You set the administrative user for your new virtual server to "root" which ripped out all of the privileges root normally has and gave him basic virtual server owner privileges.
You never need to assign ownership of a virtual server to root (in fact, it’s nonsensical to do so, and I could have sworn we’d added a check to make it impossible a few revisions back…but I guess not). root, by default, has all privileges for all virtual servers. The new administrative user should be a NEW user explicitly for managing the virtual server in question (even if you only ever plan to login as root, you can just pretend that extra user doesn’t exist).
To fix this login via ssh or command line, and edit the file /etc/webmin/webmin.acl, and change the root line to this:
root: backup-config change-user translator usermin virtualmin-notes server-manager webminlog webmin servers acl bacula-backup init passwd quota mount fsdump ldap-client ldap-useradmin logrotate mailcap mon pam proc at cron sentry software inittab desktop man syslog useradmin virtualmin-init security-updates virtualmin-awstats apache bind8 pserver dhcpd dovecot fetchmail frox jabber majordomo mysql openslp postfix postgresql proftpd procmail qmailadmin mailboxes sshd samba sendmail spam sarg squid virtualmin-google-analytics virtualmin-mailman virtualmin-svn virtual-server virtual-server-gpl wuftpd webalizer adsl-client bandwidth ipsec krb5 firewall exports nis net nettools pap ppp-client pptp-client pptp-server stunnel shorewall virtualmin-registrar idmapd filter burner grub raid lvm fdisk lpadmin smart-status time vgetty cluster-passwd cluster-copy cluster-cron cluster-shell cluster-software cluster-usermin cluster-useradmin cluster-webmin cfengine heartbeat shell custom extjs file tunnel phpini php-pear cpan htaccess-htpasswd ruby-gems telnet status updown virtualmin-dav virtualmin-htpasswd virtualmin-slavedns virtual-server-svn dfsadmin dnsadmin inetd ipfilter ipfw lilo smf syslog-ng xinetd virtualmin-oracle virtualmin-mysqluser virtualmin-signup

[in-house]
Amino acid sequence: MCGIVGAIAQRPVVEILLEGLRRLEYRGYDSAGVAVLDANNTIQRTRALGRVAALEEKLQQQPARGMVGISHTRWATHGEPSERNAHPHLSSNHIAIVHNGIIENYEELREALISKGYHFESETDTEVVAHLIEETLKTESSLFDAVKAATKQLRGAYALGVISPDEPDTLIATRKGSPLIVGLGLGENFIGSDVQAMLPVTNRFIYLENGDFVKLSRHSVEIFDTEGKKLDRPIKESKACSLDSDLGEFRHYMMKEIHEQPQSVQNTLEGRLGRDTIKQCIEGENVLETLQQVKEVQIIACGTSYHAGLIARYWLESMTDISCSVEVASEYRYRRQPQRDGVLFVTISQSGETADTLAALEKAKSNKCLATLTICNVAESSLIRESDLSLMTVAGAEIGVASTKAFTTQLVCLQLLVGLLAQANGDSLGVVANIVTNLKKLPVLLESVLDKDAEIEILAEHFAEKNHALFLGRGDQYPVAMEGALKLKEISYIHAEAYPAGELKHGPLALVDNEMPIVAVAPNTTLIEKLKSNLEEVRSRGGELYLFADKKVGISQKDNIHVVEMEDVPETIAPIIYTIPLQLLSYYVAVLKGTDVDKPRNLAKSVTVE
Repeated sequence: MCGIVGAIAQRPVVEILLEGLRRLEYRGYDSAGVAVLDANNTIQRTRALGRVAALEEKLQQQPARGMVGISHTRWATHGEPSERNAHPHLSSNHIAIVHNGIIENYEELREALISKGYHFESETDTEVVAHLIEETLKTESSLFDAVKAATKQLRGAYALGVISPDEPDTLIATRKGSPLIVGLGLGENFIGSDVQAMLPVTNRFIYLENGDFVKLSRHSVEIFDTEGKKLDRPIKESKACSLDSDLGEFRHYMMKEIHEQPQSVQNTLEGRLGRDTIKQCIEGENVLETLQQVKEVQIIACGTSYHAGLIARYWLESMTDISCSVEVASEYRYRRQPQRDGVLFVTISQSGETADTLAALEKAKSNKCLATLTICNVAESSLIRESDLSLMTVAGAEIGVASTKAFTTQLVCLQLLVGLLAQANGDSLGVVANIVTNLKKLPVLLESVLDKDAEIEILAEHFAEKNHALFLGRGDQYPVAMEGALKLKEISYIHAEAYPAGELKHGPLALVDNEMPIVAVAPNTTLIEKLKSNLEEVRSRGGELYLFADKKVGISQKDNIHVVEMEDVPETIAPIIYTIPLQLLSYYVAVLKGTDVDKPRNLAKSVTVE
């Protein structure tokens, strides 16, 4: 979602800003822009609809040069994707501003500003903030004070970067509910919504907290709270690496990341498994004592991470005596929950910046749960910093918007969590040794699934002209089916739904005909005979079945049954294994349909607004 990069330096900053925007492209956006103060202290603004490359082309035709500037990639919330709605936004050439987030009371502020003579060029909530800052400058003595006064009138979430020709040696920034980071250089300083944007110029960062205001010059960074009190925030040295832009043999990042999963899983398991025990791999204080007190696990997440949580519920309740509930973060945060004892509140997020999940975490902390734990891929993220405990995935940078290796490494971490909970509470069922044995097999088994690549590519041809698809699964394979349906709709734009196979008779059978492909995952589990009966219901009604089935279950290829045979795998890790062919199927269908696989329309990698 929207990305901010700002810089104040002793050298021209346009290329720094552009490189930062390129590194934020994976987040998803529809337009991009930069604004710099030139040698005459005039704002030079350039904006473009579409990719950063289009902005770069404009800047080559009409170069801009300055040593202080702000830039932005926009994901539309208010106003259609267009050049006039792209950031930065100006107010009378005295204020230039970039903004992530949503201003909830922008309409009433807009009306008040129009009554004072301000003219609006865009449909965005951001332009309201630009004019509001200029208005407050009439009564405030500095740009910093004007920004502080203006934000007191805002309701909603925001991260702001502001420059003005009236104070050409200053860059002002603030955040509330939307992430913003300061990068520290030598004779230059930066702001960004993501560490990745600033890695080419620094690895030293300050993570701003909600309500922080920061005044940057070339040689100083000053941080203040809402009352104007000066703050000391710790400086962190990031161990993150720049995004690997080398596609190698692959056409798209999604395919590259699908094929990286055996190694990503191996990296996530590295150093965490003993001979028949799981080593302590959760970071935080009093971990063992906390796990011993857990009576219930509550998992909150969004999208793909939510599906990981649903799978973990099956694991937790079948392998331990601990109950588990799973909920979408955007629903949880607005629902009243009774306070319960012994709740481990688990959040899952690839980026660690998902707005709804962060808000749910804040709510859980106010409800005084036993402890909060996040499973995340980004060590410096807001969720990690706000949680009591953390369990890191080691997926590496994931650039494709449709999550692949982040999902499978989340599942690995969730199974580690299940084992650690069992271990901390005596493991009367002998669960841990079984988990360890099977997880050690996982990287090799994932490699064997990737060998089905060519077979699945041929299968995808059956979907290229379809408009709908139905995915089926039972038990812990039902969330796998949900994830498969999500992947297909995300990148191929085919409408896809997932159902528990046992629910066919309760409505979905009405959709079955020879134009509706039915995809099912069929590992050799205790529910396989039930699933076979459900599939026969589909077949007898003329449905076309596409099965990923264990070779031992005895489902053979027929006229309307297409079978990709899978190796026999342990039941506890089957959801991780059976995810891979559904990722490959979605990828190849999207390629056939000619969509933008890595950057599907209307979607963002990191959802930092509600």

That should be all on one line.
Once that’s done, you’ll be able to log back into Webmin with most of roots privileges restored, and from there you can fix privileges via the UI.
Browse to Webmin:Webmin:Webmin Users
Click on the "root" user
Click on "Virtualmin Virtual Servers" in the "Servers" section
Click the button labeled "Reset to full access"
You’ll probably need to do the same for the MySQL, PostgreSQL, Apache, BIND, and Postfix modules.
I’ll file a bug to make sure this becomes an impossible mistake to make in the future. In the meantime, never assign ownership of a virtual server to “root” or a “Master Admin” level user–they already have all privileges of ownership, and by assigning them to be owner of the virtual server they get all of the restrictions of being a virtual server account holder imposed on them.